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Abstract

The nonreceptor tyrosine phosphatase SHP2 has been at the center of cell signaling research for three decades. SHP2 is required to fully activate the RTK/RAS/ERK signaling cascade, although the underlying mechanisms are not completely understood. , which encodes SHP2, is the first identified proto-oncogene that encodes a tyrosine phosphatase, with dominantly activating mutations detected in leukemias and solid tumors. However, SHP2 has pro- and antioncogenic effects, and the most recent data reveal opposite activities of SHP2 in tumor cells and microenvironment cells. Allosteric SHP2 inhibitors show promising antitumor effects and overcome resistance to inhibitors of RAS/ERK signaling in animal models. Many clinical trials with orally bioactive SHP2 inhibitors, alone or combined with other regimens, are ongoing for a variety of cancers worldwide, with therapeutic outcomes yet unknown. This review discusses the multifaceted functions of SHP2 in oncogenesis, preclinical studies, and clinical trials with SHP2 inhibitors in oncological treatment.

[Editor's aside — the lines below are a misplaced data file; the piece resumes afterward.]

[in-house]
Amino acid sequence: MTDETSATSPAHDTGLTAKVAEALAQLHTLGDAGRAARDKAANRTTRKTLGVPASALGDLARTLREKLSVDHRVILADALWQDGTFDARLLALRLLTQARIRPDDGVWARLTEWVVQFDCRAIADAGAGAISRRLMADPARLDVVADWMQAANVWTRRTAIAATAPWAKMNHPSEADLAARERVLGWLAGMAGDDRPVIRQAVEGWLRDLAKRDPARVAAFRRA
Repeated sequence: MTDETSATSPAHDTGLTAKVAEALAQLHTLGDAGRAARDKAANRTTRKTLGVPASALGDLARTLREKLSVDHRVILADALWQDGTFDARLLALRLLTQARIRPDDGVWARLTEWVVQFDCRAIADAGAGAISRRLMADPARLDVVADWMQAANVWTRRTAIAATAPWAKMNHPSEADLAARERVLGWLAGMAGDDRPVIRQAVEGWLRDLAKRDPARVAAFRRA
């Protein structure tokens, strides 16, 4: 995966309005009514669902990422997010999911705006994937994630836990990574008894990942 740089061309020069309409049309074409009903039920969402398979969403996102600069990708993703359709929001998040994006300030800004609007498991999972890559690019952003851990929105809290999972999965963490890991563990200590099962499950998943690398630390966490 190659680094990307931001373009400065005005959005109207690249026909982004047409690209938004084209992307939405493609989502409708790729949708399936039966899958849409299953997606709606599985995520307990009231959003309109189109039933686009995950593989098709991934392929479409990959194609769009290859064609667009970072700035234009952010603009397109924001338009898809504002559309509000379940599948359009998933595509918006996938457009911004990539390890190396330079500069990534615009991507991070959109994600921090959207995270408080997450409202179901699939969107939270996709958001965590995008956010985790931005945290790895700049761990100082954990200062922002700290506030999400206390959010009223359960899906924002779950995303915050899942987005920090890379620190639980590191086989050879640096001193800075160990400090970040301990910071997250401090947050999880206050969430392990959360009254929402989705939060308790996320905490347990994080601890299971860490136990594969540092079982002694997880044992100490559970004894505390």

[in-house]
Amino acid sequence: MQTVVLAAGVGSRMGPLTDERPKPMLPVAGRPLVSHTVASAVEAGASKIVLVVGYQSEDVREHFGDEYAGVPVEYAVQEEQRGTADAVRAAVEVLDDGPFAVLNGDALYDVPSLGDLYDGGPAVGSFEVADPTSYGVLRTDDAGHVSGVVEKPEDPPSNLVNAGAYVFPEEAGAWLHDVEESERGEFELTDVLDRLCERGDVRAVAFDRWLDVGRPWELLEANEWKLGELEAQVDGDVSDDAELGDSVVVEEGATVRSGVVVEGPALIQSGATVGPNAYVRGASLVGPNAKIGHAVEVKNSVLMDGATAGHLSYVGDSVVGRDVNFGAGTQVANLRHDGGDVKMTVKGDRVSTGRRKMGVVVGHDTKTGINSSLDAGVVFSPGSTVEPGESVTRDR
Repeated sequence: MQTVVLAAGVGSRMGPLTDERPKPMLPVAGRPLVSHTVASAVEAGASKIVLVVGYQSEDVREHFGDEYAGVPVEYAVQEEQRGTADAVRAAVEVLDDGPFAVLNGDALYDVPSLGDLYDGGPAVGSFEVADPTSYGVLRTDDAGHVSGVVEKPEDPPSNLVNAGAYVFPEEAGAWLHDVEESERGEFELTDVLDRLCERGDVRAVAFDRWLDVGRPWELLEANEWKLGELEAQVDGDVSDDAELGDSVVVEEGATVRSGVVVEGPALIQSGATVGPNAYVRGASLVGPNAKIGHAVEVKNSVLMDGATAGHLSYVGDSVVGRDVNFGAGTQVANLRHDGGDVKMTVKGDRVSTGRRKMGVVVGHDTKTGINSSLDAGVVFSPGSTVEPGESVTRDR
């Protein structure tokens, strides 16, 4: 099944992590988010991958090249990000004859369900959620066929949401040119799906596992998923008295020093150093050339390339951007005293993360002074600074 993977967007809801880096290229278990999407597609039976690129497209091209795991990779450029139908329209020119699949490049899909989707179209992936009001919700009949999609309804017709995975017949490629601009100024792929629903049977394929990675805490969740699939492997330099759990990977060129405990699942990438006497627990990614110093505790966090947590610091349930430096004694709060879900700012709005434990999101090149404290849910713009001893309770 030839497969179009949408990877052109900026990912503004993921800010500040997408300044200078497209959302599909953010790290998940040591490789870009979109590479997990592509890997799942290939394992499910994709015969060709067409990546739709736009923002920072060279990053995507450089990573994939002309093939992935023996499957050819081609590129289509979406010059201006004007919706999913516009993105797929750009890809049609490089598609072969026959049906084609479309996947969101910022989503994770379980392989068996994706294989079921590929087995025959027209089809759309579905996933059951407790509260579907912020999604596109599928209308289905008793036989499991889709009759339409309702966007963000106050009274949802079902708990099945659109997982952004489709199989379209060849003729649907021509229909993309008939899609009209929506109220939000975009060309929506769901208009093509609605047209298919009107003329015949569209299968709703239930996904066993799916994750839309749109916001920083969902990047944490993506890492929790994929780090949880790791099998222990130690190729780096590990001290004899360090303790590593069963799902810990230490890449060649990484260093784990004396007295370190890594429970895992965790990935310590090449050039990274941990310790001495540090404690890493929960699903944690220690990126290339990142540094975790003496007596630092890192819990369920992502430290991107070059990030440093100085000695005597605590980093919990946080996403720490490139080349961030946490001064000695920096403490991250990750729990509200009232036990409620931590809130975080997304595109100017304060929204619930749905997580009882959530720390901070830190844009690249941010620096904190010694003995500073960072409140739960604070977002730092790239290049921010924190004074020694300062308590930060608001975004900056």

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2024-06-12
2024-06-24
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